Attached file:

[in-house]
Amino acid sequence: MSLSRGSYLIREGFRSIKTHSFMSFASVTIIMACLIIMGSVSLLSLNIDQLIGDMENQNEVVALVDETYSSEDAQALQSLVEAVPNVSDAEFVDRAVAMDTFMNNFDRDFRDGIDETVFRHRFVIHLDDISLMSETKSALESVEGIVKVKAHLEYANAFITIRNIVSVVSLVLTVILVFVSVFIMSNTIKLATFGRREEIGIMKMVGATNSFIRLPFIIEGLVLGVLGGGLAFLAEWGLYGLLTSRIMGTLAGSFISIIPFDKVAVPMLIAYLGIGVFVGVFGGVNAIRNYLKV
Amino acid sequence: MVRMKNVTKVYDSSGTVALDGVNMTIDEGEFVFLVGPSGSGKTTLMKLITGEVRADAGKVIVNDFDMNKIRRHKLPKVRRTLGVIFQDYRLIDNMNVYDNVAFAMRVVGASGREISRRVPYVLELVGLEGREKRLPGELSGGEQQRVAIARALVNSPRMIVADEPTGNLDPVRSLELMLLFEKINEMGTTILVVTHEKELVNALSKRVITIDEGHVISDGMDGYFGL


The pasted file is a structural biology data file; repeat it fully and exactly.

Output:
[in-house]
Amino acid sequence: MSLSRGSYLIREGFRSIKTHSFMSFASVTIIMACLIIMGSVSLLSLNIDQLIGDMENQNEVVALVDETYSSEDAQALQSLVEAVPNVSDAEFVDRAVAMDTFMNNFDRDFRDGIDETVFRHRFVIHLDDISLMSETKSALESVEGIVKVKAHLEYANAFITIRNIVSVVSLVLTVILVFVSVFIMSNTIKLATFGRREEIGIMKMVGATNSFIRLPFIIEGLVLGVLGGGLAFLAEWGLYGLLTSRIMGTLAGSFISIIPFDKVAVPMLIAYLGIGVFVGVFGGVNAIRNYLKV
Amino acid sequence: MVRMKNVTKVYDSSGTVALDGVNMTIDEGEFVFLVGPSGSGKTTLMKLITGEVRADAGKVIVNDFDMNKIRRHKLPKVRRTLGVIFQDYRLIDNMNVYDNVAFAMRVVGASGREISRRVPYVLELVGLEGREKRLPGELSGGEQQRVAIARALVNSPRMIVADEPTGNLDPVRSLELMLLFEKINEMGTTILVVTHEKELVNALSKRVITIDEGHVISDGMDGYFGL